Why your website should be mobile-optimised

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Used by 70% of the global population according to We Are Social, mobile phones have become a key channel in a shopper’s buying journey. Whatever the time or place, consumers go straight to their phones to get more information and/or make a purchase.

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It is high time that brands and retailers start thinking ‘mobile first’, as evidenced by UPS’s most recent study, ‘2017 UPS Europe Pulse of the Online Shopper’ (February 2018). This is especially true in a world where mobile internet is outpacing traditional broadband.

Google rewards mobile site optimisation

Since 2015, Google has favoured mobile-friendly sites in its search results. The following year, the search engine made further updates to its algorithm to promote such websites, making it easier for mobile users to engage with Google.

Furthermore, Google recommends website owners opt for the Accelerated Mobile Pages (AMP) format. Launched in 2015, Google AMP is an open source technology allowing sites to increase their visibility in mobile search results, all while improving their loading time. According to Google, more than 30 million domains have adopted the technology for their site.

The American giant plans on going even further by launching a new AMP format called ‘Stories’, aimed at the media. Similar to the ‘Discover’ page on Snapchat, these Stories will be interactive and mobile-optimised experiences.

Further reading > Mobile: a key intermediary for brands.

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Google AMP Stories

Always attempting to improve user experience, Google recently announced that from July 2018, it’s algorithm will penalise mobile sites (both on smartphone and tablet) whose loading times take too long.

And if you would like to advertise your product catalogue on mobile with Google Shopping, you should know that your e-commerce site has to be mobile-optimised. To find out more, read our article ‘Optimise your Google Shopping ads on mobile’.

Close to half of all purchases are made on mobile in Europe

According to We Are Social, 60% of mobile connections are made in high speed and 90% of internet users are also mobile users. This behaviour not only fosters information searches, but also mobile purchasing. While 43% of smartphone users in Europe used the channel to make a purchase in 2017 (UPS study), it’s the UK, Germany and France that had the most mobile consumers.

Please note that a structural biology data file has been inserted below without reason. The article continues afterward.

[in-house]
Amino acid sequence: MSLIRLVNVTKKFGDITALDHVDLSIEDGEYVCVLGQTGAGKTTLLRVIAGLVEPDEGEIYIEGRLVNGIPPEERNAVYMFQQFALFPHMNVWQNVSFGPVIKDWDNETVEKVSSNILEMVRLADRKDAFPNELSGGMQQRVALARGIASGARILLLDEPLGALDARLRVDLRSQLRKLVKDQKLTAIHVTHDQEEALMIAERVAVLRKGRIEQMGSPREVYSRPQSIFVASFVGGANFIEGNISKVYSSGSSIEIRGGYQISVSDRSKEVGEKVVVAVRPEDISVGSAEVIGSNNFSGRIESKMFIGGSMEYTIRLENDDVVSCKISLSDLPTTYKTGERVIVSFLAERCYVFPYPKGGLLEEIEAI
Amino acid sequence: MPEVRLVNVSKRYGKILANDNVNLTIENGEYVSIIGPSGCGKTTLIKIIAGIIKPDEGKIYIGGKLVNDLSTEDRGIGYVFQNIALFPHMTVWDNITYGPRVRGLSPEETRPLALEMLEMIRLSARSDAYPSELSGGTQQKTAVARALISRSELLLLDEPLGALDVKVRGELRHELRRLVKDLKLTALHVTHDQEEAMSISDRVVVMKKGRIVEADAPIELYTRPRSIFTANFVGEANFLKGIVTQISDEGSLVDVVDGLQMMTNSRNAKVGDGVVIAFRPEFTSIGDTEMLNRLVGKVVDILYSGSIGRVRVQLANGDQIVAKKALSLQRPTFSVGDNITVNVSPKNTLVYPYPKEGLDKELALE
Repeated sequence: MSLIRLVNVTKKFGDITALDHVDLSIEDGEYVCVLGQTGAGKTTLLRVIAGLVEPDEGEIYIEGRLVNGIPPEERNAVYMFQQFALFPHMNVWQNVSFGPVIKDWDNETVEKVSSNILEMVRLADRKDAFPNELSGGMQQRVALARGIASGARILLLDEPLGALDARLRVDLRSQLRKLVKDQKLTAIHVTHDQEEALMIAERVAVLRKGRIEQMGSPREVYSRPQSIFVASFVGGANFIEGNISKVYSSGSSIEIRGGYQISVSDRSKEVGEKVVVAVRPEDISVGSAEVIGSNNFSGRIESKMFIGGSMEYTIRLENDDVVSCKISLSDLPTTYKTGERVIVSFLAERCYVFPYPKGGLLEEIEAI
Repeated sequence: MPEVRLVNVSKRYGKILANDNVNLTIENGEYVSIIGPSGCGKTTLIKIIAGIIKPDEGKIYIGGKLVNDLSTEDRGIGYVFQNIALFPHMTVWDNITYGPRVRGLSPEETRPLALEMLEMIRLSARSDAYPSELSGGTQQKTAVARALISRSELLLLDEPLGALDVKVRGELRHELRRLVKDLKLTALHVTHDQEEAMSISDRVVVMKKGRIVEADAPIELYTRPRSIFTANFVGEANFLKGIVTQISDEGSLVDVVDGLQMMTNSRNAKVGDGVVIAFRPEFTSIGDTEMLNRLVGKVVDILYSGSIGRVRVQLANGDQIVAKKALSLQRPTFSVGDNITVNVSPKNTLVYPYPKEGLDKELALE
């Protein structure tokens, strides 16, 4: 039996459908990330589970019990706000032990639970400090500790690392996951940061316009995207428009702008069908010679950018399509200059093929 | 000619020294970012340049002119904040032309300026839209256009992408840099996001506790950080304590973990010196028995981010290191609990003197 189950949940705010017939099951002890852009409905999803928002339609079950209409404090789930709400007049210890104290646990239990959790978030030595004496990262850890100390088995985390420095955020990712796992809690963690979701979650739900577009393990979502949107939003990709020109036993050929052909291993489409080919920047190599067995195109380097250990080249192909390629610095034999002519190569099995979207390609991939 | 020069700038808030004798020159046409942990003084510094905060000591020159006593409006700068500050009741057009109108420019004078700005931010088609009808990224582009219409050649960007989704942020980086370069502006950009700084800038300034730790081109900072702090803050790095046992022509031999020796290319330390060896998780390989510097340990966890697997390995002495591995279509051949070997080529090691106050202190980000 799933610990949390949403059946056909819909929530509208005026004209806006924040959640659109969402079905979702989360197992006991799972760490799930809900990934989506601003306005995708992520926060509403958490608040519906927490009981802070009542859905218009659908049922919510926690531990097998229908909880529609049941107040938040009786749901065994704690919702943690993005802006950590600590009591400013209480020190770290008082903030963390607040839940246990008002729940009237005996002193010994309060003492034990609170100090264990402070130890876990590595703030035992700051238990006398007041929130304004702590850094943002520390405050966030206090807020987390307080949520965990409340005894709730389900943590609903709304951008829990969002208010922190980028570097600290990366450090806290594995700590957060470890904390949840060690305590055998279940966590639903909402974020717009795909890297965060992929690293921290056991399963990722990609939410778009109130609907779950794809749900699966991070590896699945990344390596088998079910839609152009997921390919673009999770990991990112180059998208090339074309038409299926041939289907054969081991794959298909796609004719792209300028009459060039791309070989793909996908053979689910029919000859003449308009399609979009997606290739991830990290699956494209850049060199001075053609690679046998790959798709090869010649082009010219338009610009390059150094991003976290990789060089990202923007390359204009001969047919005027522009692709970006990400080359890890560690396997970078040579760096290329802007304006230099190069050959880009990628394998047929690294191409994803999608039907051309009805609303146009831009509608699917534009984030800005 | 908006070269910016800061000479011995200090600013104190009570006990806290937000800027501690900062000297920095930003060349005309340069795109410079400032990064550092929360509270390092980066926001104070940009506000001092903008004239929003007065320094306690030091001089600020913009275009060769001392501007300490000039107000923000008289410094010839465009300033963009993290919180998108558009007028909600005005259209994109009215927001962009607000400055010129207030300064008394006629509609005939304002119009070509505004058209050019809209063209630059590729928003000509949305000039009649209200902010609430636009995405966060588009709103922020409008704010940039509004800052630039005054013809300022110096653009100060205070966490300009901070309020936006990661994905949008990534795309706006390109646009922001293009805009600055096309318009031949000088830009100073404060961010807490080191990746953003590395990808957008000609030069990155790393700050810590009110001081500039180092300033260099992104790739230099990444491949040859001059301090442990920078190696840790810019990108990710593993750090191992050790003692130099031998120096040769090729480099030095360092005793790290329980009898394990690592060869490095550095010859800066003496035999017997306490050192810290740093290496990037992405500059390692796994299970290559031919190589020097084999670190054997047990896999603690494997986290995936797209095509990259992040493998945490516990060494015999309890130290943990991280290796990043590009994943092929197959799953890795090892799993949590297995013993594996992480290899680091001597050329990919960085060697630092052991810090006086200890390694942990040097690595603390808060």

Further reading > How does the way we use the internet differ around the world?

Whether it’s on a European scale or a global one, the findings are clear. Mobile purchases are increasing, but e-commerce sites still have work to do when it comes to offering a smooth and fluid mobile shopping journey to consumers.

To compensate for this, consider using mobile marketplaces. Whether it’s a mobile-adapted marketplace or a mobile shopping app, these platforms allow you to increase your visibility on mobile beyond the confines of your online shop.

Further reading > Sell your products on mobile marketplaces.

 

Mobile takes over social media

While more and more shoppers are making the leap to mobile for online shopping, the buying journey often begins on social media.

More than 40% of the world is on social media, with Facebook being most popular with its 2 billion users worldwide, of which almost 90% access the platform from a mobile device. Furthermore, according to the latest BI Intelligence report, Facebook seems to be the big winner when it comes to social commerce.

growth in share of retail site visits

However, this phenomenon is not unique to Facebook as other mobile social platforms such as Whatsapp, Facebook Messenger and Wechat have become platforms for conversation between brands and consumers.

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Elizabeth Norton